Nate Gatfield’s Most Creative Winning Entry
by Lee D. Zlotoff
December 17, 2008
Solution by Nate Gatfield
I believe that the sickness could be the bends. If the airplane has an atmospheric leak, the plane’s atmospheric pressure could lower enough to cause nitrogen bubbles to form in the blood and bodily fluids of most of the passengers.
Usually it happens to deep sea divers, due to a sudden change in pressure from surfacing too fast, but it can happen both ways. If a plane loses its contained ground-level atmosphere (actually a plane maintains an atmospheric pressure equivalent to between 6,000 to 8,000 feet above sea level, but never mind that), the body is stressed for oxygen and nitrogen bubbles form in the blood.
First thing to do is get everyone seated, with their barf bags, and get the oxygen masks on them.
The next part is a little tougher. First, see if the pilots can get the aircraft down in an emergency landing within a half hour. If not, create a small torch. Use a soda can, turn it upside down, and put a cotton ball soaked in rubbing alcohol from the medical kit on it. Stuff a piece of plastic into the center of the cotton ball. Plastic should be pretty easy to find, maybe a snack wrapper.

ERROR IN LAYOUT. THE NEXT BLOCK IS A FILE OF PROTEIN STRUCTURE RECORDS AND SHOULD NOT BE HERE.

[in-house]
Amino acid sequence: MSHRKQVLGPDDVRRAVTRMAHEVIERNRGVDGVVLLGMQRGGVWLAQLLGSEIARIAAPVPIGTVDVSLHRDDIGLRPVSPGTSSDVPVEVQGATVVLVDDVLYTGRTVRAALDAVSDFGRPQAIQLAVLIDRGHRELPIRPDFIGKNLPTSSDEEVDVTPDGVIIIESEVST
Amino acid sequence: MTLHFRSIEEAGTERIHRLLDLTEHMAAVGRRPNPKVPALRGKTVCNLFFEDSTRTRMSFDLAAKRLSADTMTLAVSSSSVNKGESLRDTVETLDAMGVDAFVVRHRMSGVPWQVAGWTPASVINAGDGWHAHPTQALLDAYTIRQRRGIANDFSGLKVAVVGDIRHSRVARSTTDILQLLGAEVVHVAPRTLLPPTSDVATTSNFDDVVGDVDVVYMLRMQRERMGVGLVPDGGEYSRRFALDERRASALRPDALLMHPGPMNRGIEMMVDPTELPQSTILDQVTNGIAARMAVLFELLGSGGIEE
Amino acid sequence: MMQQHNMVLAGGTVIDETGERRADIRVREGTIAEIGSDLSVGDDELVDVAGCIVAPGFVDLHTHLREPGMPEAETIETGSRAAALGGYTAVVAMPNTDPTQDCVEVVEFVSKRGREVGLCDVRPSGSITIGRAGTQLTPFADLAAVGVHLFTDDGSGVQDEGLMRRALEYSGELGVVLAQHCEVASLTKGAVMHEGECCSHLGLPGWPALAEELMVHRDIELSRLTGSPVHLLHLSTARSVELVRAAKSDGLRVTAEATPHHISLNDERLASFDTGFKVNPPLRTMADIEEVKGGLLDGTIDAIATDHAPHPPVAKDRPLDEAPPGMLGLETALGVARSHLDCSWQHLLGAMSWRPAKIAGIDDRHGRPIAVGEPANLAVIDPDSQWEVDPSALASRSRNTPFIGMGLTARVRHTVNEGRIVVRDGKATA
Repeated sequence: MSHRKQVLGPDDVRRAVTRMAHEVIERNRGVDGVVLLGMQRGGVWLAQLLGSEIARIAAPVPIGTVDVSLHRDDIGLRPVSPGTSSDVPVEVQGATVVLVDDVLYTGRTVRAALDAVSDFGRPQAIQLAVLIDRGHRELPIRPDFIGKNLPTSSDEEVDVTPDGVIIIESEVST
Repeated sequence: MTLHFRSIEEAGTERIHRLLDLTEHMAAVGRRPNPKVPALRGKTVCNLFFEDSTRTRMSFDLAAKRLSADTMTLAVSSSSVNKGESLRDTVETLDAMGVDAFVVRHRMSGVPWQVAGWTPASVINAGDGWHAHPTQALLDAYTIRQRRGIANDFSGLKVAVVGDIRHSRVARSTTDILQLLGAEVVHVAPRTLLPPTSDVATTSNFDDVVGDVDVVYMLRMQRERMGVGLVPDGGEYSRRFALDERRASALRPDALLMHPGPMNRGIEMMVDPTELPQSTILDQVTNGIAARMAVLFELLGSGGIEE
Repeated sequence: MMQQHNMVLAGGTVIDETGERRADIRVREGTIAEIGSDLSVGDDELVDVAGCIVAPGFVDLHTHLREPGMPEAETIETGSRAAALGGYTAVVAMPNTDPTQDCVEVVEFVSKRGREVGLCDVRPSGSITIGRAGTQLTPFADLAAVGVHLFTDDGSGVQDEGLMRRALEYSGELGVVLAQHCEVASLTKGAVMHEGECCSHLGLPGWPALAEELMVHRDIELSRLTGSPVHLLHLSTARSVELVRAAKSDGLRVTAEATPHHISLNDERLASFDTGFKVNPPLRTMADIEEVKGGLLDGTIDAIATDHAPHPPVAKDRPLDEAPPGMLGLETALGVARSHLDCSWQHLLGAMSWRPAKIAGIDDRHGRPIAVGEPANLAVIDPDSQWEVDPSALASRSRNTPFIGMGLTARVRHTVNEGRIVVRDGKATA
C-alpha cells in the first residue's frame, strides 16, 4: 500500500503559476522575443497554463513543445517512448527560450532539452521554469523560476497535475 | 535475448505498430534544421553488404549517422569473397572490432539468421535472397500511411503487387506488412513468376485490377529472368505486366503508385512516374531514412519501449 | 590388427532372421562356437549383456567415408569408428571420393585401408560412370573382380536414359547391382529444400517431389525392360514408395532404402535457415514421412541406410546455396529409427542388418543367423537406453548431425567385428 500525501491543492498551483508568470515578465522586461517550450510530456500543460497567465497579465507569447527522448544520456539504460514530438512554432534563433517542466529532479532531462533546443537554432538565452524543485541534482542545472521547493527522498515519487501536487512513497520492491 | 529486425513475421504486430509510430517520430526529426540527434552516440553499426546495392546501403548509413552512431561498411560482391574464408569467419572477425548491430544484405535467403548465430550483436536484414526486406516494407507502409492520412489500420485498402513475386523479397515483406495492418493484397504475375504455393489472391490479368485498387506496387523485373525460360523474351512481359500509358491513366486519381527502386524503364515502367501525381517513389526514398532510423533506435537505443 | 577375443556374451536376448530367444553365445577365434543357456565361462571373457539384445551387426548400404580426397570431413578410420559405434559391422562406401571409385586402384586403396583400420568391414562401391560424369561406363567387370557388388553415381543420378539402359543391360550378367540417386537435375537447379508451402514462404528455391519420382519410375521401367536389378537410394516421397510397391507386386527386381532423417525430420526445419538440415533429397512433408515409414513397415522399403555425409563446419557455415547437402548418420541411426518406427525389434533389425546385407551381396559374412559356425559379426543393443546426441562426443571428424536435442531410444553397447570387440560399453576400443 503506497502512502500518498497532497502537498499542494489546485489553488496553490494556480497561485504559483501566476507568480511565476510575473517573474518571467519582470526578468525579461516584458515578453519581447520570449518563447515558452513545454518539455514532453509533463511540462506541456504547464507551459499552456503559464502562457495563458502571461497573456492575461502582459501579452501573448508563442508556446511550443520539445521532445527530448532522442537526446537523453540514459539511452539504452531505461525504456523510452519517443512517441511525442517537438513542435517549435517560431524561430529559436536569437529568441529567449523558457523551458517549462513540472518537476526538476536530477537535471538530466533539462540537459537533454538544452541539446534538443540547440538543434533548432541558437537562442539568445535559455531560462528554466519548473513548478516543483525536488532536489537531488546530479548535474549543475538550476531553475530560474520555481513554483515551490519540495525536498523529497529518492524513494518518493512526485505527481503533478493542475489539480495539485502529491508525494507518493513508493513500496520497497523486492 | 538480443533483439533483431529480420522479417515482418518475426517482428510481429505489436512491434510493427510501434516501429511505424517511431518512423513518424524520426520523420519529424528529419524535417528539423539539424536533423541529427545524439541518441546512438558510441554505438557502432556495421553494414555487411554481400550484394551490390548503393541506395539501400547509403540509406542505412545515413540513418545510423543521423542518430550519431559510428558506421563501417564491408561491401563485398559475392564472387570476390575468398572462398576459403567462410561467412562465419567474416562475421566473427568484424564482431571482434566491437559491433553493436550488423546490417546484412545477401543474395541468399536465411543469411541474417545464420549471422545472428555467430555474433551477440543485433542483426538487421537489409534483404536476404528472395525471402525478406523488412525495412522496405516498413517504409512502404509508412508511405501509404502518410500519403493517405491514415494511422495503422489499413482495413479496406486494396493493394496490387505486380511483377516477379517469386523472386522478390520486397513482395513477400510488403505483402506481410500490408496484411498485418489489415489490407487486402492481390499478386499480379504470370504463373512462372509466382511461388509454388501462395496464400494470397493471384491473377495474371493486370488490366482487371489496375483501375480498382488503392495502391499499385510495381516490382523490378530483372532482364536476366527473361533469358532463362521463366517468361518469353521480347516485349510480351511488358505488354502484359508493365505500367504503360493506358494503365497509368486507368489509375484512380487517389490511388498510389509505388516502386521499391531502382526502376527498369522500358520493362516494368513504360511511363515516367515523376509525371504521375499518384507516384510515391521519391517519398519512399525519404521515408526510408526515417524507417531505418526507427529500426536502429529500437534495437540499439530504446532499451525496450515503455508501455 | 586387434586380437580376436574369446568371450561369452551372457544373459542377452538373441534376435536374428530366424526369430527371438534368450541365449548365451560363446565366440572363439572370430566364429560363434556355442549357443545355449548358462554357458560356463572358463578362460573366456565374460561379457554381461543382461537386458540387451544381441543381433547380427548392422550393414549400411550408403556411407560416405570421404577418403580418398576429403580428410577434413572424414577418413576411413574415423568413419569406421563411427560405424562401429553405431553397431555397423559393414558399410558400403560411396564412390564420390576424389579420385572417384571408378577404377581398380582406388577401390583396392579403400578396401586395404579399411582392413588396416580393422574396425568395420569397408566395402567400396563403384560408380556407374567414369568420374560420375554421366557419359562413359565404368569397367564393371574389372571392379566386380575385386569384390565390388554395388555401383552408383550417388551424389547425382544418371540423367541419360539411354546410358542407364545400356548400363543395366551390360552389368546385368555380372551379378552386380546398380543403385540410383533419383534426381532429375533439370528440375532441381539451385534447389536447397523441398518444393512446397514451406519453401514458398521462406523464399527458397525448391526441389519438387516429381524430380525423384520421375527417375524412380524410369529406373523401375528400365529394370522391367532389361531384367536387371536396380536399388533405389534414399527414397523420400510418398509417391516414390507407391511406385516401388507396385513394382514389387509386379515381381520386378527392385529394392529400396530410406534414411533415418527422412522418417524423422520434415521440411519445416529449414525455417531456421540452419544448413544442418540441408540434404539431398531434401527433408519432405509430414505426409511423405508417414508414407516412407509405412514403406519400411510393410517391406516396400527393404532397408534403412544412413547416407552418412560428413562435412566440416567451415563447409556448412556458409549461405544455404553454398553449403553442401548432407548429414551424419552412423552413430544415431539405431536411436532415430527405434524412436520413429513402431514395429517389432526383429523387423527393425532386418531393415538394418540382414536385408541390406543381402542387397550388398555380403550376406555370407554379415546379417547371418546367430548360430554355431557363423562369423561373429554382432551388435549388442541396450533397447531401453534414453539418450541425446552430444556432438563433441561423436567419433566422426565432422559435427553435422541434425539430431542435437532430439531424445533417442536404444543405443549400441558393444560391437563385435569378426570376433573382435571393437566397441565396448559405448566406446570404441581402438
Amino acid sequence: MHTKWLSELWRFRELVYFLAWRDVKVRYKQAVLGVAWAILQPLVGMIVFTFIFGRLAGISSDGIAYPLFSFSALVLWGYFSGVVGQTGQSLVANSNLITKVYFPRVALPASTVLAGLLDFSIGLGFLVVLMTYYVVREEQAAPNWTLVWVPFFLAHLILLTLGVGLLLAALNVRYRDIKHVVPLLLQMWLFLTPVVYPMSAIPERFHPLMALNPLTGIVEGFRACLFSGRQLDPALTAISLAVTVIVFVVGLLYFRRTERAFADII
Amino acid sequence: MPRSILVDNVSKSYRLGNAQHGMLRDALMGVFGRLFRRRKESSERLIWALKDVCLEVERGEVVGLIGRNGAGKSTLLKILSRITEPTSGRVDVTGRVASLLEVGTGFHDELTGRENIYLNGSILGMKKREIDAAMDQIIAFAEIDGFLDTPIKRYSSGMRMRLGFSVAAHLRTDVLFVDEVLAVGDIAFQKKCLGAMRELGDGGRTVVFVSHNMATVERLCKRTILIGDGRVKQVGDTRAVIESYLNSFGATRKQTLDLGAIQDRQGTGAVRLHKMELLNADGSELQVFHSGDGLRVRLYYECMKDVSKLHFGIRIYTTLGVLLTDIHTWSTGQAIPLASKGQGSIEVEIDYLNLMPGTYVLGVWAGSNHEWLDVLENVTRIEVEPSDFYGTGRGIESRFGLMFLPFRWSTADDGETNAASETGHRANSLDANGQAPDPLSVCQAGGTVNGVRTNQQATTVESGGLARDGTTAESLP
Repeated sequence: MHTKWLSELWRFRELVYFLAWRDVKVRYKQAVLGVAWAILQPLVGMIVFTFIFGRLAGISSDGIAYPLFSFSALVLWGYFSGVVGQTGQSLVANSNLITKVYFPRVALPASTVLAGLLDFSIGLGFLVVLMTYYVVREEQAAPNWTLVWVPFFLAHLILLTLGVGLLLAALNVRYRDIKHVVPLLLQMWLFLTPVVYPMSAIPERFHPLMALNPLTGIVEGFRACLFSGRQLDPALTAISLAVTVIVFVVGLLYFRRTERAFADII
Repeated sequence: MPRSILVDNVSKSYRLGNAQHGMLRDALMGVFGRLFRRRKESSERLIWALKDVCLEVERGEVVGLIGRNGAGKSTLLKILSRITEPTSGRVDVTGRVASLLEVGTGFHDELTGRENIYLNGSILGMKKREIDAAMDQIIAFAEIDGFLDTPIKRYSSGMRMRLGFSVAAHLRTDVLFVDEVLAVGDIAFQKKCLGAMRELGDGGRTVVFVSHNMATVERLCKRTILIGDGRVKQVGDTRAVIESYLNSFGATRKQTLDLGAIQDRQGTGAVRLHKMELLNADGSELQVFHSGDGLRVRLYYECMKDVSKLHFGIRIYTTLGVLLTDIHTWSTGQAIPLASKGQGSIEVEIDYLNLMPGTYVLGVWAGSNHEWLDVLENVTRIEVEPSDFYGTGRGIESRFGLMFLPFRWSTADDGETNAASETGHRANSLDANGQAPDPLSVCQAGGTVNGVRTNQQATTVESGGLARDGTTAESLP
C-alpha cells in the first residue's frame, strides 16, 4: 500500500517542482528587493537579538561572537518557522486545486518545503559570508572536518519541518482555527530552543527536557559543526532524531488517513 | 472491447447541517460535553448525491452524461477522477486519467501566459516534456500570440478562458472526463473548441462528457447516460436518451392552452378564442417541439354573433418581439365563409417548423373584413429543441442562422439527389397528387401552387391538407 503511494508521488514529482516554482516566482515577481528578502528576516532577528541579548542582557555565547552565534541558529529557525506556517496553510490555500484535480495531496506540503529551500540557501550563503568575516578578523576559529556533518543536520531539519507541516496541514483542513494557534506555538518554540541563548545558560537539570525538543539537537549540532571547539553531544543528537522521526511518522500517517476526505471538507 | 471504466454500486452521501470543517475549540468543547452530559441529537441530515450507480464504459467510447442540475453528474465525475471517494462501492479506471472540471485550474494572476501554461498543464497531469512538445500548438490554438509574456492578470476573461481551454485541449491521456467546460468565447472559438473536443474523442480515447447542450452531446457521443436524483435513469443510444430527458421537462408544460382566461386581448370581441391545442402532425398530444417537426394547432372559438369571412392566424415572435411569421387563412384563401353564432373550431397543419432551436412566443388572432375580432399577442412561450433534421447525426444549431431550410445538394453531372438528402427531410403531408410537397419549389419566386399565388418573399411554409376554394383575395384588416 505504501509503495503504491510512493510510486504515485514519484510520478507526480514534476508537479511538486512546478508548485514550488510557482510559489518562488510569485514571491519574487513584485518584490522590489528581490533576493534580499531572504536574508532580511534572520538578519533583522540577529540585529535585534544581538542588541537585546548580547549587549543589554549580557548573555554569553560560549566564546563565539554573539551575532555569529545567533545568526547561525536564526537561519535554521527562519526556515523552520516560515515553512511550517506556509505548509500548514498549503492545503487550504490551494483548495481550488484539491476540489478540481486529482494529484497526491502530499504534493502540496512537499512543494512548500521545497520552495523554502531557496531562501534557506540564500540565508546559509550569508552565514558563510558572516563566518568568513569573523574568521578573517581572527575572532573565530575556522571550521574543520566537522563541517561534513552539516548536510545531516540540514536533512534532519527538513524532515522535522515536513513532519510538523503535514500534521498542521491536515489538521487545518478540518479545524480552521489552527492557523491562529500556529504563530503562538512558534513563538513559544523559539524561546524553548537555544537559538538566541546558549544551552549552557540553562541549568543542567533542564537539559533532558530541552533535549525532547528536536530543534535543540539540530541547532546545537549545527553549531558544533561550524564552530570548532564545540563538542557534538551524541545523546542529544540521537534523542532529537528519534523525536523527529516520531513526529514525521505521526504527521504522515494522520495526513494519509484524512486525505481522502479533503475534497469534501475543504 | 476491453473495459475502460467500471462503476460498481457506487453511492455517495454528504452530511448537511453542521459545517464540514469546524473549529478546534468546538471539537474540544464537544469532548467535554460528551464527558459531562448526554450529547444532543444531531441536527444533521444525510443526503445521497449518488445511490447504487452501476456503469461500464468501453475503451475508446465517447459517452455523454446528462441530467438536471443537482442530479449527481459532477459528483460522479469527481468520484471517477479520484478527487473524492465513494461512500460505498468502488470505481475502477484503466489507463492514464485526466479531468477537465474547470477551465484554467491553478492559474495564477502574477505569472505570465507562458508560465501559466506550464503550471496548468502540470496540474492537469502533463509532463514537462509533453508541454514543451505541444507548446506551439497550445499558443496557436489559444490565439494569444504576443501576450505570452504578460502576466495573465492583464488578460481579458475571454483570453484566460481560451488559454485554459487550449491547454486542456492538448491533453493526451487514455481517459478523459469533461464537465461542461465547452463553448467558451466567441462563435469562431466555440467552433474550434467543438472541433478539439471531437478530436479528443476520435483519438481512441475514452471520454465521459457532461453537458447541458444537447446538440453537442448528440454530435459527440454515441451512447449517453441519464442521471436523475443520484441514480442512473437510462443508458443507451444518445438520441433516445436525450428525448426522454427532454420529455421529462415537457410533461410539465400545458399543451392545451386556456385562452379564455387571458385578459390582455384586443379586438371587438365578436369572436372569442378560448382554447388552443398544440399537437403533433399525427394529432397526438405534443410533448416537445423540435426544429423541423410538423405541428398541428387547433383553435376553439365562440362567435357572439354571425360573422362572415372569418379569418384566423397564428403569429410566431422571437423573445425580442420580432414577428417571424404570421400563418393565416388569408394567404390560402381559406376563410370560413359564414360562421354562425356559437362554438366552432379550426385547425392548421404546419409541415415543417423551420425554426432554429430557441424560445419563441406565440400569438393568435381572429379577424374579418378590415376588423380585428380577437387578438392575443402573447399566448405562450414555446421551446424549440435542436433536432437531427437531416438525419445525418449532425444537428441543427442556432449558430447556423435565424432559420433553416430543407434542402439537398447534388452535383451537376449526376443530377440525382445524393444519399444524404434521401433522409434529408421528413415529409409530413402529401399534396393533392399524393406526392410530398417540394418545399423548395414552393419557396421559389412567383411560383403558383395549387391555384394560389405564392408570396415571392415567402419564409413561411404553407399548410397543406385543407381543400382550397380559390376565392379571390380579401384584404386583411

If no passenger has a lighter or matches, put a few small pieces of metal, maybe aluminum foil in the alcohol soaked cotton ball, and put into the microwave (if equipped) and start till a flame starts. If a microwave isn’t available to ignite the flame, you could pull the cover off a hot light bulb and push the cool alcohol wet cotton onto it to ignite it.
Use the dark smoke from the melting plastic to look for an air draft that is exiting the plane somewhere.
Once the air leak is found, depending on the size, several options can be tried. I am guessing that the hole must be about the size of a quarter. Depending on the contour of the spot on the plane where it is, the first aid box itself could sufficiently block the hole, with the lower outside pressure, to stabilize the cabin pressure enough to survive. If the contour of the plane is not flat, the first aid box could be bent to fit better.
One other option is to have the pilots fly below 8,000 feet, if they can, and if they’re allowed to fly that low in an emergency.